Grower Champagne 101: Class is in Session!

Champagne is rediscovering itself through the eyes of the farmer, but what does that mean? Traditionally, small farmers didn't make their own wine. Instead, these grapes were sold to  houses, who would blend grapes from across the region to create a "house style". Very often many excellent wines were made, but very few had any traditional sense of terroir. With help from passionate Importers, and a cultural shift towards authentic experiences, the region has been transformed. Now, thousands of growers keep grapes for themselves and make their own unique expressions of terroir. Because holdings are often tiny it is now possible to experience site specific wines, of extraordinary ... Read More »

John’s Dispatches from Burgundy

A new generation is shaking up Burgundy. Mathilde Grivot, Amelie Berthaut, Charles Lachaux, Charles Van Canneyt have all reinvigorated their family domaines. Then, there are a handful of new producers like Nicolas Faure, Armand Heitz of Heitz-Lochardet and Maxime Cheurlin of Domaine Georges Noellat. It's hard to believe that another incredibly talented class from the Lycee Viticole de Beaune are now seasoned veterans with many vintages behind them. This trip I arrived early Friday March 9th on Swiss International to Geneva.  On the same flight was Maxime Cheurlin of Domaine Georges Noellat. He offered me a ride to Beaune - lucky me. Max's Swiss importer met us at the the airport and drove ... Read More »

This Wednesday — Meet the Winemakers: Austrian Edition

Not sure about you, but here at Flatiron, we cannot get enough Austrian wine. We love Gruner Veltliner, and Riesling, of course, but we also love the lesser known grapes of this great winemaking nation. We are very excited to have two fantastic Austrian winemakers in the shop this Wednesday, April 11th, from 5 until 7pm. From the Wachau, we have Josef Fischer, pouring two single vineyard Grüner Veltliners and one Riesling. These wines sing with precision -- they show you exactly what they are and where they are from. When a winemaker focuses all of his or her energy on one or two varieties, it is a beautiful thing. From Styria, further South, we have Christophe Neumeister, who makes wines ... Read More »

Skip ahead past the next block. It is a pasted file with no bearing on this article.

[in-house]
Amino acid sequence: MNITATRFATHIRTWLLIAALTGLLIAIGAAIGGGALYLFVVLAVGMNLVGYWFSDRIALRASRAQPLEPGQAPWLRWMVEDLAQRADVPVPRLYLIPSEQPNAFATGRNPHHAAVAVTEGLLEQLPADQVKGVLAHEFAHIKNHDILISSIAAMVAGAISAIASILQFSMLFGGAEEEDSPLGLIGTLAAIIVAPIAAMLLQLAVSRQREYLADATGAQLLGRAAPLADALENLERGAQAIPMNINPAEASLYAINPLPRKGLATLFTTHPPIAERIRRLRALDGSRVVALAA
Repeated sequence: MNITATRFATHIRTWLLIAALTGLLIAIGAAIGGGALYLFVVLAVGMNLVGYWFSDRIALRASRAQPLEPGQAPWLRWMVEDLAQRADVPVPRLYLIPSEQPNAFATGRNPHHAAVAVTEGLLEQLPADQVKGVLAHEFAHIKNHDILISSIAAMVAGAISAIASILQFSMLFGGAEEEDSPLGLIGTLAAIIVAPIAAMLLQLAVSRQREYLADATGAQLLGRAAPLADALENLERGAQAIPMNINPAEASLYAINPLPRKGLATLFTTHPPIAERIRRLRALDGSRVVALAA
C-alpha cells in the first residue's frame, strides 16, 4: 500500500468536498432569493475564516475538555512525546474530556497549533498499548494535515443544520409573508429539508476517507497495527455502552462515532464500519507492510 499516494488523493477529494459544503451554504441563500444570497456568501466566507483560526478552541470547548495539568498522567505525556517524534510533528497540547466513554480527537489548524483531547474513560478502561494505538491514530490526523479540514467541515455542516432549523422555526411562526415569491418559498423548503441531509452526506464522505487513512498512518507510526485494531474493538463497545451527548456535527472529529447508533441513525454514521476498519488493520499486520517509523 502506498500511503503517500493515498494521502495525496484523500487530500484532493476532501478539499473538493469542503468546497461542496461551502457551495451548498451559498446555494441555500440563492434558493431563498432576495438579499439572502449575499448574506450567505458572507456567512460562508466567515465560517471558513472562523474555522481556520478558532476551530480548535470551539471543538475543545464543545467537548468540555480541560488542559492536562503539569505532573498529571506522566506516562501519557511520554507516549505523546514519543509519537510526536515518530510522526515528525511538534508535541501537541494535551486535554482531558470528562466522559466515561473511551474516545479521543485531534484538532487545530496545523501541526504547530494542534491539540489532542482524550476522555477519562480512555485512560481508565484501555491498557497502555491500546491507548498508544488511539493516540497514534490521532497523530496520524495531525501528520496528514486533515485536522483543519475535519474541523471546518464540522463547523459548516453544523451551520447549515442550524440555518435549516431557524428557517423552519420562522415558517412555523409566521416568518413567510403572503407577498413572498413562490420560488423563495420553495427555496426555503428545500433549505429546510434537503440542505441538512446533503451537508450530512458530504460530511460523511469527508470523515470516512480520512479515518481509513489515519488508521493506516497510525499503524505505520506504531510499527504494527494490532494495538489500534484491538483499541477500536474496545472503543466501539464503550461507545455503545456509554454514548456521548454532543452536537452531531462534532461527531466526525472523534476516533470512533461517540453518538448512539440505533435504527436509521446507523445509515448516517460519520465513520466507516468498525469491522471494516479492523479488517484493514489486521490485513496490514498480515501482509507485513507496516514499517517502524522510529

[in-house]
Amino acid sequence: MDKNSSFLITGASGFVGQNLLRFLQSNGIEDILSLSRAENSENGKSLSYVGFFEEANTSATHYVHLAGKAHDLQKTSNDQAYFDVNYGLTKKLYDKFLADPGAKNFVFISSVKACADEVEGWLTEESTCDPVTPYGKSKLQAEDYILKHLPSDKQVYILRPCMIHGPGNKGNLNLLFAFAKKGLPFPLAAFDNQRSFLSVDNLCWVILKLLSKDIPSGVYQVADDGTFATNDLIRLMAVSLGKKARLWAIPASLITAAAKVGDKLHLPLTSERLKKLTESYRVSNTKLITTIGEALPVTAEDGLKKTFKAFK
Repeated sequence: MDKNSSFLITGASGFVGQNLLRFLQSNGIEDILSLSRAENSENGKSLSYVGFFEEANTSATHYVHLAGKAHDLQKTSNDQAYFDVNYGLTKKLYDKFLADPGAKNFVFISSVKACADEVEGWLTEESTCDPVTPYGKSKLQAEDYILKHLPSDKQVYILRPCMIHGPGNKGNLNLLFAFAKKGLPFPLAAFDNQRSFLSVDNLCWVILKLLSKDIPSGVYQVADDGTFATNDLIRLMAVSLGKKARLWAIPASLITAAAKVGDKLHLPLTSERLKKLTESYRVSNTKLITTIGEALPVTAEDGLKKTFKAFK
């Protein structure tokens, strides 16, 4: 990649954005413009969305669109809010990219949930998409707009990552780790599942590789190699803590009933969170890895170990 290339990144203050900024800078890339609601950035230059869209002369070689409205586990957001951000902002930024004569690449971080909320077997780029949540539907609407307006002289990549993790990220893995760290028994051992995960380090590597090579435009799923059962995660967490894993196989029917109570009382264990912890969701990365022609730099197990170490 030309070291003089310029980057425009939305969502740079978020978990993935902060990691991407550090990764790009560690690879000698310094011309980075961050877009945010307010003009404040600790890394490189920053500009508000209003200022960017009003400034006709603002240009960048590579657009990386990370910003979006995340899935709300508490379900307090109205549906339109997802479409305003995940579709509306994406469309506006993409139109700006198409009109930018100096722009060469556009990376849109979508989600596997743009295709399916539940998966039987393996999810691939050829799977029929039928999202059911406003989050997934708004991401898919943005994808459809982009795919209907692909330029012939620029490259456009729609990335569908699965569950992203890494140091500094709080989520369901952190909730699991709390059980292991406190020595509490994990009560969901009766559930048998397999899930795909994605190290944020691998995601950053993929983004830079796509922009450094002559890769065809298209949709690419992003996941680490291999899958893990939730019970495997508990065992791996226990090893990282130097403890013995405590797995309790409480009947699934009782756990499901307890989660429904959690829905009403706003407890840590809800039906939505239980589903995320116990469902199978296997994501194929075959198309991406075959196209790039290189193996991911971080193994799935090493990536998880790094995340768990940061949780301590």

Alto Piemonte’s Cantine Garrone In-Store This Monday

Join us this Monday, March 12th, from 5 to 7pm, as we welcome some of our favorite Alto Piemonte winemakers to the shop. Just like their neighbors to the south, this winery focuses on the Nebbiolo grape and all that it can do. They produce one wine that is 100% Prunent Nebbiolo, a regional clone of Nebbiolo, from vines between 60 and 80 years old. They also produce two blends, still primarily Nebbiolo but with other indigenous grapes -- Barbera and Croatina -- that add lightness and juiciness. The Ca d' Mate  is 20% Barbera, while the Munaloss is a blend of Barbera, Croatina and that beautiful Nebbiolo. These are serious wines, yet they are replete with joy and pretty red fruit. The winemakers ... Read More »

Pre-Rieslingfeier Tasting in NYC

Rieslingfeier is upon us! The annual celebration of what some consider to be the world's greatest white wine is happening this Saturday, January 27th. We are getting the party started early with a selection of wines from the event's organizer, Vom Boden, an importer with strong German roots. We're very excited to have the incredibly knowledgeable Bryn pouring a selection of Riesling this Thursday, 1/25. We'll have a diverse group of bottles, ranging from a bone dry Riesling Sekt to an off-dry Feinherb style. We're featuring a few of our favorite producers, and we may even have a special bottle or two you'll only taste if you drop by to the shop in NYC from 5-7pm. Weiser-Kunstler, Riesling ... Read More »